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Primary prophylaxis in severe haemophilia should be started at an early age but can be individualized

Astermark, Jan LU ; Petrini, P; Tengborn, L; Schulman, S; Ljung, Rolf LU and Berntorp, Erik LU (1999) In British Journal of Haematology 105(4). p.1109-1113
Abstract
The frequency of joint bleeds and orthopaedic joint scores were evaluated in 121 patients with severe haemophilia who had started prophylactic treatment with clotting factor concentrates at least once weekly before the age of 10. 75 of the patients started before the age of 3, 31 at the age of 3-5 and 15 at the age of 6-9. Each subgroup was evaluated separately. In addition, a regimen of one infusion weekly was compared with that of two (haemophilia B) or three (haemophilia A) infusions weekly in each patient. A significant decrease in the overall number of joint bleeds per year was found after shortening the infusion interval (P<0.005), but the individual bleeding pattern varied. In survival analysis of the first pathologic joint score... (More)
The frequency of joint bleeds and orthopaedic joint scores were evaluated in 121 patients with severe haemophilia who had started prophylactic treatment with clotting factor concentrates at least once weekly before the age of 10. 75 of the patients started before the age of 3, 31 at the age of 3-5 and 15 at the age of 6-9. Each subgroup was evaluated separately. In addition, a regimen of one infusion weekly was compared with that of two (haemophilia B) or three (haemophilia A) infusions weekly in each patient. A significant decrease in the overall number of joint bleeds per year was found after shortening the infusion interval (P<0.005), but the individual bleeding pattern varied. In survival analysis of the first pathologic joint score event, those who started prophylaxis before the age of 3 had a better outcome overall than those starting at later ages (P=0.001). However, in subgroup analysis, no significant difference was seen in the annual number of joint bleeds and the development of arthropathy between those starting with, or shifting to, the more intensive regimen before the age of 3 and those that were put on this regimen at the age of 3-5. Age at start of prophylaxis was found to be an independent predictor for the development of arthropathy (P=0.0002), whereas dose and infusion interval at start were not. Our data emphasize the importance of starting replacement therapy during the first years of life. However, it seems that when beginning the regimen it can be individualized and adjusted according to the bleeding pattern. In this way, the need for a venous access system may be assessed on an individual basis. (Less)
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author
organization
publishing date
type
Contribution to journal
publication status
published
subject
keywords
Port-A-Cath, arthropathy, age, prophylaxis, haemophilia
in
British Journal of Haematology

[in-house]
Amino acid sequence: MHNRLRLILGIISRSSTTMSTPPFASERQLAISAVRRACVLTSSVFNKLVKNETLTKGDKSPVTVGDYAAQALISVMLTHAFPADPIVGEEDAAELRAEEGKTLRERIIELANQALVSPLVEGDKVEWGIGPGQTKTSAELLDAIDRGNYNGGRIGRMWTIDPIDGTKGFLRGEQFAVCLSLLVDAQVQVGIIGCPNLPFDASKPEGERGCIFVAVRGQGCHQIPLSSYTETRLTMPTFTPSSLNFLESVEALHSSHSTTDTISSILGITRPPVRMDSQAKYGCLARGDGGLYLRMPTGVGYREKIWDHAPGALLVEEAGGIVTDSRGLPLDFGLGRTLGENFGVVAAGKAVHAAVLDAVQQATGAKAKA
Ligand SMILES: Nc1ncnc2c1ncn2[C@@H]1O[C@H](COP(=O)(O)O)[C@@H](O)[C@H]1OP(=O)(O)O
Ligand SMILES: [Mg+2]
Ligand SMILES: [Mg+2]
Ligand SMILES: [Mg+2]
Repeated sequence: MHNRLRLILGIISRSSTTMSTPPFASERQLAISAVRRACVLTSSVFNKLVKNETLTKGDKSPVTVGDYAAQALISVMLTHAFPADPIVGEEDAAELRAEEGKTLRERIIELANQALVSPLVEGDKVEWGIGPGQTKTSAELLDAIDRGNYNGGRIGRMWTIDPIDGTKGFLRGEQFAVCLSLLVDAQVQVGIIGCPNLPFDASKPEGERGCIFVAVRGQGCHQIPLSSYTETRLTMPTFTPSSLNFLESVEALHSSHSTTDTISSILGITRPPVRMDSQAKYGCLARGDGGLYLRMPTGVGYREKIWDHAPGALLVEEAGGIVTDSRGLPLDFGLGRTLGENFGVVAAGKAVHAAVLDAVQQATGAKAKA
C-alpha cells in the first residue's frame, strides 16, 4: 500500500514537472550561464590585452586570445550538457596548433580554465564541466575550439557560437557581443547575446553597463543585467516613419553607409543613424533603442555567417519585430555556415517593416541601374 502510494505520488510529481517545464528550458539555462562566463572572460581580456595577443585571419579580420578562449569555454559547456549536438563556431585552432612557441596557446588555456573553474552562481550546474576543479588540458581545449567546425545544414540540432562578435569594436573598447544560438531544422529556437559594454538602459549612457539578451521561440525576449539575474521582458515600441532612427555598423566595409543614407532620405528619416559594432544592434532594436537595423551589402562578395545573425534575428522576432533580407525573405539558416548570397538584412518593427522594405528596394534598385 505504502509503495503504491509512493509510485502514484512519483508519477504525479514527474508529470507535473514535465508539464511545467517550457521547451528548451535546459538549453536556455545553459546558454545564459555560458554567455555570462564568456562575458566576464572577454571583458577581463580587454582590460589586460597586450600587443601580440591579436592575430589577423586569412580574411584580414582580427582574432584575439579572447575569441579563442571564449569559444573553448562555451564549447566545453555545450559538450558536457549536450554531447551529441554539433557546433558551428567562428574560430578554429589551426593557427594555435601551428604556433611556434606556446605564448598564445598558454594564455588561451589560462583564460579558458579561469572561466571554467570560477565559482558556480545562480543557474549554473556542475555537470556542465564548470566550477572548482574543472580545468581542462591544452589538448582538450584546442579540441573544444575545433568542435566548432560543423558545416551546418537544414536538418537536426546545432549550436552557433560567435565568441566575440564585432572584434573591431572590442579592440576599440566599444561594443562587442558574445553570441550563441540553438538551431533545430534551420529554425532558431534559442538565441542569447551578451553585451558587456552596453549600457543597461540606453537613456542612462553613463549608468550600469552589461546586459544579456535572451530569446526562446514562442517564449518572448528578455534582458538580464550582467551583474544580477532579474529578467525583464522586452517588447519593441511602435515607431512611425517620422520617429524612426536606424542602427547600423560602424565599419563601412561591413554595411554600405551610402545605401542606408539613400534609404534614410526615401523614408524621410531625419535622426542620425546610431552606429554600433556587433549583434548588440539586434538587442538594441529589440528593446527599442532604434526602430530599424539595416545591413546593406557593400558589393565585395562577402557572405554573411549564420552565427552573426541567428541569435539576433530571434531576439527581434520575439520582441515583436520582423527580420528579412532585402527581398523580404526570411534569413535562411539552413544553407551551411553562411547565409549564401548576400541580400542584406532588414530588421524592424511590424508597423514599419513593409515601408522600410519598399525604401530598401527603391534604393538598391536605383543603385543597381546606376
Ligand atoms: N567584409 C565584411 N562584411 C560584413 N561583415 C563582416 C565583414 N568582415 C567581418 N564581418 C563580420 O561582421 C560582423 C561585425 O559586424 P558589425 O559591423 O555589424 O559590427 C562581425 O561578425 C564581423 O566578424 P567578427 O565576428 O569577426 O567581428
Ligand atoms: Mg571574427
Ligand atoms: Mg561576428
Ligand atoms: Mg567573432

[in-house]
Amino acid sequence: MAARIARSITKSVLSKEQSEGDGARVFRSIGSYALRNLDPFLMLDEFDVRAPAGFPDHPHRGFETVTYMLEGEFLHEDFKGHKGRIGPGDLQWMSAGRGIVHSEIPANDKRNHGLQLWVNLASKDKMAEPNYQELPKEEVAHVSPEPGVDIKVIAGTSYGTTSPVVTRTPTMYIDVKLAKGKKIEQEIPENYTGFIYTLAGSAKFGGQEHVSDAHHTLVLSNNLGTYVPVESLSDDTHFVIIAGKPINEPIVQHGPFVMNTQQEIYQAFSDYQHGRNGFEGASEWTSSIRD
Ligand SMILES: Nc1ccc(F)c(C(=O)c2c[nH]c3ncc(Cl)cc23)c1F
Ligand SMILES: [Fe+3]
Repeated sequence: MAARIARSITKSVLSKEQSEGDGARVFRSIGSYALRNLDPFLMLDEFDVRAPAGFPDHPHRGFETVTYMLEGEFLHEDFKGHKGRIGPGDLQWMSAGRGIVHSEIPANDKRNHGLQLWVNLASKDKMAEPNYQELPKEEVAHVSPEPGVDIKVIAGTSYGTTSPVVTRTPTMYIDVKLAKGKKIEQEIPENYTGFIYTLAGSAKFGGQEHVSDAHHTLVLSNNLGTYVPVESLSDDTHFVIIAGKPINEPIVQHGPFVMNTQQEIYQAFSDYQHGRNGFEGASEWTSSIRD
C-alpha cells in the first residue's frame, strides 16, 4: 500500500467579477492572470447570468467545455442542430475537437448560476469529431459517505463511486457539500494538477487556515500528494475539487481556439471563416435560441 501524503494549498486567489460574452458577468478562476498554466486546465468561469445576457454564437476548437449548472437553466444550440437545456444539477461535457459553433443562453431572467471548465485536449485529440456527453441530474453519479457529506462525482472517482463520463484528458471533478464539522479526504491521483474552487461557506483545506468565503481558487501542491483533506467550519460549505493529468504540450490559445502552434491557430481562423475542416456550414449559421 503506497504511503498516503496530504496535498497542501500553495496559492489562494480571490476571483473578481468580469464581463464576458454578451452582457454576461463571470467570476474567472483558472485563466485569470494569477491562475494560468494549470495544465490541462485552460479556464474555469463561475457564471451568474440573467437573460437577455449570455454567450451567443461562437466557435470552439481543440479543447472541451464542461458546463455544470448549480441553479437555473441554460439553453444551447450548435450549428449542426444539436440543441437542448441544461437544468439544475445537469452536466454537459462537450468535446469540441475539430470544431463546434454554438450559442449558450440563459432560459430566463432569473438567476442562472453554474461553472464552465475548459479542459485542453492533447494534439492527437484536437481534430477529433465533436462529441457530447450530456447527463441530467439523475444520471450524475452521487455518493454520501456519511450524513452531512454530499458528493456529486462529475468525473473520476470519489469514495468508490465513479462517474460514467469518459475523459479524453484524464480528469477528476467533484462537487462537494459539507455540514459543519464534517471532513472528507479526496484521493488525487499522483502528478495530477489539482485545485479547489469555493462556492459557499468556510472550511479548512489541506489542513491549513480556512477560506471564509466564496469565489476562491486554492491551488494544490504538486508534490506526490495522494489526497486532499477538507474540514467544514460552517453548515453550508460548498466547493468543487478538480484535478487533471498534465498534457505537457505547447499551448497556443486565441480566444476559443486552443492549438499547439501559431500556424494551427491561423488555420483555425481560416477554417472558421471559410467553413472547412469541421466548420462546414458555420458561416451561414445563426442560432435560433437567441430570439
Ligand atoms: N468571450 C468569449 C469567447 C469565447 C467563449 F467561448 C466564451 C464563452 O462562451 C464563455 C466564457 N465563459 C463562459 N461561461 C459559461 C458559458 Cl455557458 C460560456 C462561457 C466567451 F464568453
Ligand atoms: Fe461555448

volume
105
issue
4
pages
1109 - 1113
publisher
Federation of European Neuroscience Societies and Blackwell Publishing Ltd
external identifiers
  • pmid:10554828
  • scopus:0033028402
ISSN
0007-1048
DOI
10.1046/j.1365-2141.1999.01463.x
language
English
LU publication?
yes
id
1f128ce0-db21-434d-a6cb-220687f470a0 (old id 1115031)
date added to LUP
2008-07-07 12:41:05
date last changed
2017-11-19 03:25:04
@article{1f128ce0-db21-434d-a6cb-220687f470a0,
  abstract     = {The frequency of joint bleeds and orthopaedic joint scores were evaluated in 121 patients with severe haemophilia who had started prophylactic treatment with clotting factor concentrates at least once weekly before the age of 10. 75 of the patients started before the age of 3, 31 at the age of 3-5 and 15 at the age of 6-9. Each subgroup was evaluated separately. In addition, a regimen of one infusion weekly was compared with that of two (haemophilia B) or three (haemophilia A) infusions weekly in each patient. A significant decrease in the overall number of joint bleeds per year was found after shortening the infusion interval (P&lt;0.005), but the individual bleeding pattern varied. In survival analysis of the first pathologic joint score event, those who started prophylaxis before the age of 3 had a better outcome overall than those starting at later ages (P=0.001). However, in subgroup analysis, no significant difference was seen in the annual number of joint bleeds and the development of arthropathy between those starting with, or shifting to, the more intensive regimen before the age of 3 and those that were put on this regimen at the age of 3-5. Age at start of prophylaxis was found to be an independent predictor for the development of arthropathy (P=0.0002), whereas dose and infusion interval at start were not. Our data emphasize the importance of starting replacement therapy during the first years of life. However, it seems that when beginning the regimen it can be individualized and adjusted according to the bleeding pattern. In this way, the need for a venous access system may be assessed on an individual basis.},
  author       = {Astermark, Jan and Petrini, P and Tengborn, L and Schulman, S and Ljung, Rolf and Berntorp, Erik},
  issn         = {0007-1048},
  keyword      = {Port-A-Cath,arthropathy,age,prophylaxis,haemophilia},
  language     = {eng},
  number       = {4},
  pages        = {1109--1113},
  publisher    = {Federation of European Neuroscience Societies and Blackwell Publishing Ltd},
  series       = {British Journal of Haematology},
  title        = {Primary prophylaxis in severe haemophilia should be started at an early age but can be individualized},
  url          = {http://dx.doi.org/10.1046/j.1365-2141.1999.01463.x},
  volume       = {105},
  year         = {1999},
}